The European automat dining experience is slowly invading the States, as evidenced by San Francisco’s very own Eatsa, which opened earlier this year in the city’s FiDi neighborhood. Now the second iteration is breaching the Los Angeles market at The Village at Westfield Topanga next month.
The concept — a fully automated, waiter-less dining experience where you punch in your order and then grab it from a box on the wall when ready — has some traction overseas but hasn't been around in America much. It’s more novelty than anything at the moment, but by serving simple grain bowls easily and quickly, the idea is that on-the-go folks will eventually take to the notion and start relying on Eatsa for cheap, easy (and healthy) meals. It’s a process that, in theory, works well for all parties involved.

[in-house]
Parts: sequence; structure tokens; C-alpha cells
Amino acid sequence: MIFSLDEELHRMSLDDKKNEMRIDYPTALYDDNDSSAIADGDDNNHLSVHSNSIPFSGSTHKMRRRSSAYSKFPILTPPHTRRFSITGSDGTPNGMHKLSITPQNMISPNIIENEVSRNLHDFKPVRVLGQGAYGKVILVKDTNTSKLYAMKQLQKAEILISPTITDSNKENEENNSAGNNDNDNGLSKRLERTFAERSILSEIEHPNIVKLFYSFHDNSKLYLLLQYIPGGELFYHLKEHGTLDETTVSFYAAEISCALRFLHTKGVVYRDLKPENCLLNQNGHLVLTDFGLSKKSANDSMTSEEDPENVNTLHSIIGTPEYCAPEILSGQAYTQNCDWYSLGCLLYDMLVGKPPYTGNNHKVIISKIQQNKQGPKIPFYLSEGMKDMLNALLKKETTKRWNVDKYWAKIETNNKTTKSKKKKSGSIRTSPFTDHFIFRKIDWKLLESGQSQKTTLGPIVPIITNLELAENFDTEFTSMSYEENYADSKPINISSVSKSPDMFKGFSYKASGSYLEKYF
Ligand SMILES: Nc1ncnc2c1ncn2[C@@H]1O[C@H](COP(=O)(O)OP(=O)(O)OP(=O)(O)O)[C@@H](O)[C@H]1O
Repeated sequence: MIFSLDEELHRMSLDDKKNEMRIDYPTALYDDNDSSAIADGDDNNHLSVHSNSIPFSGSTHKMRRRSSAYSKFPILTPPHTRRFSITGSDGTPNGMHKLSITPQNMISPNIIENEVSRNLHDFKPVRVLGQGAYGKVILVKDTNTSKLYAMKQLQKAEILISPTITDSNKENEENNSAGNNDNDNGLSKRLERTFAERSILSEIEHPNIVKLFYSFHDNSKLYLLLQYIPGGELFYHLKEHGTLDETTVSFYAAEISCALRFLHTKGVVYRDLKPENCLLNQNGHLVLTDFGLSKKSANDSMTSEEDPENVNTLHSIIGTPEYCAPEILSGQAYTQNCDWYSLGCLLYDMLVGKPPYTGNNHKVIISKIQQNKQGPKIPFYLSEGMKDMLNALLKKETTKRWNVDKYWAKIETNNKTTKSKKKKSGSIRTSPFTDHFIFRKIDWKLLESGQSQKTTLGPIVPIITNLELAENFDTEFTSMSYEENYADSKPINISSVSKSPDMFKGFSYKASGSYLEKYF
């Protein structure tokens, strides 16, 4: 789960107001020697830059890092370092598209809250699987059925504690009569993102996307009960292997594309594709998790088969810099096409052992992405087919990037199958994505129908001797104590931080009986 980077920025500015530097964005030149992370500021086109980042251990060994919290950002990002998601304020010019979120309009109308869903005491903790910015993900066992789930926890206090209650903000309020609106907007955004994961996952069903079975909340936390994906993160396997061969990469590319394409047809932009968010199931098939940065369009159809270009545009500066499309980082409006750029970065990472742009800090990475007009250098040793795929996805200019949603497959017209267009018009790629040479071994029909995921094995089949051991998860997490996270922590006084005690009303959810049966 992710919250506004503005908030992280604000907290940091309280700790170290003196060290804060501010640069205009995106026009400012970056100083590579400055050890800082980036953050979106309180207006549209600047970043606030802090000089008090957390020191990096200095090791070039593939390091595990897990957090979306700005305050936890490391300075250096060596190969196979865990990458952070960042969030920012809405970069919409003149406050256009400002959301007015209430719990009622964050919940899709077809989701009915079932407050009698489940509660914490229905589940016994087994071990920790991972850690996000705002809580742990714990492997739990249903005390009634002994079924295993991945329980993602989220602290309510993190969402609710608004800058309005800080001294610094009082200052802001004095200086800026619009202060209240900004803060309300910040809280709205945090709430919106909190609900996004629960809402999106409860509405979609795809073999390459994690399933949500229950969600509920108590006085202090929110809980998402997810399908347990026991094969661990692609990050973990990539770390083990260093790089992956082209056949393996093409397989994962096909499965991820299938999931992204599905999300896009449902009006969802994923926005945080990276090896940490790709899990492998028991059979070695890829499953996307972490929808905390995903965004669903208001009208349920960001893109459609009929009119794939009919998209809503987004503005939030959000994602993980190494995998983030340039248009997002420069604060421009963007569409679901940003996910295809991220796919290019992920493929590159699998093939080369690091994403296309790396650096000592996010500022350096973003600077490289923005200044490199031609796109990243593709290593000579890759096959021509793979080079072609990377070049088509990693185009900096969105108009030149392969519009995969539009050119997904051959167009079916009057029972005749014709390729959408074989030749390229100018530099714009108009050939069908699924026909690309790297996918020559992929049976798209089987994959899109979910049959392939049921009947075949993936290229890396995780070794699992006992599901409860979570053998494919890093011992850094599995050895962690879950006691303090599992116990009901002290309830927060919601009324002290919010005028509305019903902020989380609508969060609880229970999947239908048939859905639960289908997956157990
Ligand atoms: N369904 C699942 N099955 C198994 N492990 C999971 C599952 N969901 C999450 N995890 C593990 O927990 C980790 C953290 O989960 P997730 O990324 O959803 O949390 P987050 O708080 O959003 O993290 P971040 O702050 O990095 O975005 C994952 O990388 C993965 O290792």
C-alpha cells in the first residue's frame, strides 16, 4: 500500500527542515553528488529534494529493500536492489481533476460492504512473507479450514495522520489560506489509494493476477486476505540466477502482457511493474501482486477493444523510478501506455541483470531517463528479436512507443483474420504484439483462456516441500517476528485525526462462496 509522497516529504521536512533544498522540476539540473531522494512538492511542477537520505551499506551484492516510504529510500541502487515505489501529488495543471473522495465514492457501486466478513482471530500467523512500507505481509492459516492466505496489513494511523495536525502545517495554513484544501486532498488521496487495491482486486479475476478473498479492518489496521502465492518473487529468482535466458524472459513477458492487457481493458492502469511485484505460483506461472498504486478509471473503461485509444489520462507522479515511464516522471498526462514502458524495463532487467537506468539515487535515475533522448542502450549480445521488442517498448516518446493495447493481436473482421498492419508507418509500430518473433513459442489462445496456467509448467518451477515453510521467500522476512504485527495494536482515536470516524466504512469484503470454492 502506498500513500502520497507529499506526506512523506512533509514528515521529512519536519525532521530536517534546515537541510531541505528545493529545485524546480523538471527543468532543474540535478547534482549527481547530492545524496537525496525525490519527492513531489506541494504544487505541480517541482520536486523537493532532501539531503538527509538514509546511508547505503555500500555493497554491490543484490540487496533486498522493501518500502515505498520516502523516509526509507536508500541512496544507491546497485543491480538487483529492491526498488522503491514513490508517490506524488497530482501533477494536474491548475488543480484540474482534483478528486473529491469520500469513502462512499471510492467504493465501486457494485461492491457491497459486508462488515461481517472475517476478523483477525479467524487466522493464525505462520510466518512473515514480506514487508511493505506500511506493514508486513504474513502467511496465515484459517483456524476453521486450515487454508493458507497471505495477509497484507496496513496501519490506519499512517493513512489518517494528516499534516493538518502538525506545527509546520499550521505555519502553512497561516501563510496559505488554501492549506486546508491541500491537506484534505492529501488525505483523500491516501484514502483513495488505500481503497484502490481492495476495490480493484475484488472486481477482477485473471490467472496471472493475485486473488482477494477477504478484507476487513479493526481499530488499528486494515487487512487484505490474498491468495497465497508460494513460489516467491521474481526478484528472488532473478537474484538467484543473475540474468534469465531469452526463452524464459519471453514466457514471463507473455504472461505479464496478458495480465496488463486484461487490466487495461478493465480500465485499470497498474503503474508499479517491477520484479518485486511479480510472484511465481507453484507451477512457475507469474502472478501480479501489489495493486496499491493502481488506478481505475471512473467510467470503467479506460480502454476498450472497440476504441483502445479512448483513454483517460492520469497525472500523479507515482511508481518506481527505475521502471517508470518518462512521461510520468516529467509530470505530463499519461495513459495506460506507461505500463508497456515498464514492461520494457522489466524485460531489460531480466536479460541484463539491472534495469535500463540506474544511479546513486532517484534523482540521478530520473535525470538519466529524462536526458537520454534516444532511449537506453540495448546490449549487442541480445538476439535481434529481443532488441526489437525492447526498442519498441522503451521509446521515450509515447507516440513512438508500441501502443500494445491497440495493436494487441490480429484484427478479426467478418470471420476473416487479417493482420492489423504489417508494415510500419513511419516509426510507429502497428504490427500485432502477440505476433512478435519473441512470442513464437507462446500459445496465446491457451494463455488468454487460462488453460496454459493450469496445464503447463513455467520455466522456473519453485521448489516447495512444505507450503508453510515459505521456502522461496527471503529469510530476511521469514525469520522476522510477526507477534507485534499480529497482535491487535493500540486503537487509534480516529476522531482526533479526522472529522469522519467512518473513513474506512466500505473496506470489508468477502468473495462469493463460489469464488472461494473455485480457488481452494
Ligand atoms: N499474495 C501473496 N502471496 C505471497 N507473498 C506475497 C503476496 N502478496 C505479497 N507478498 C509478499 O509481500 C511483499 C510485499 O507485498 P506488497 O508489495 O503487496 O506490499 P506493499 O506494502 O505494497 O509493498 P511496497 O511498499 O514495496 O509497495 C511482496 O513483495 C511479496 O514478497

Apparently people are digging the S.F. version, with long lines debuting the space in August and food that is being billed by most folks as ‘surprisingly good’. There’s also this conversation point about the rise of tech in the service side of the food industry, and how options like Eatsa are solving some problems (while possibly creating others, like the loss of even more middle-class workers).
Eatsa at The Village at Westfield Topanga opens in December for breakfast, lunch, and dinner seven days a week.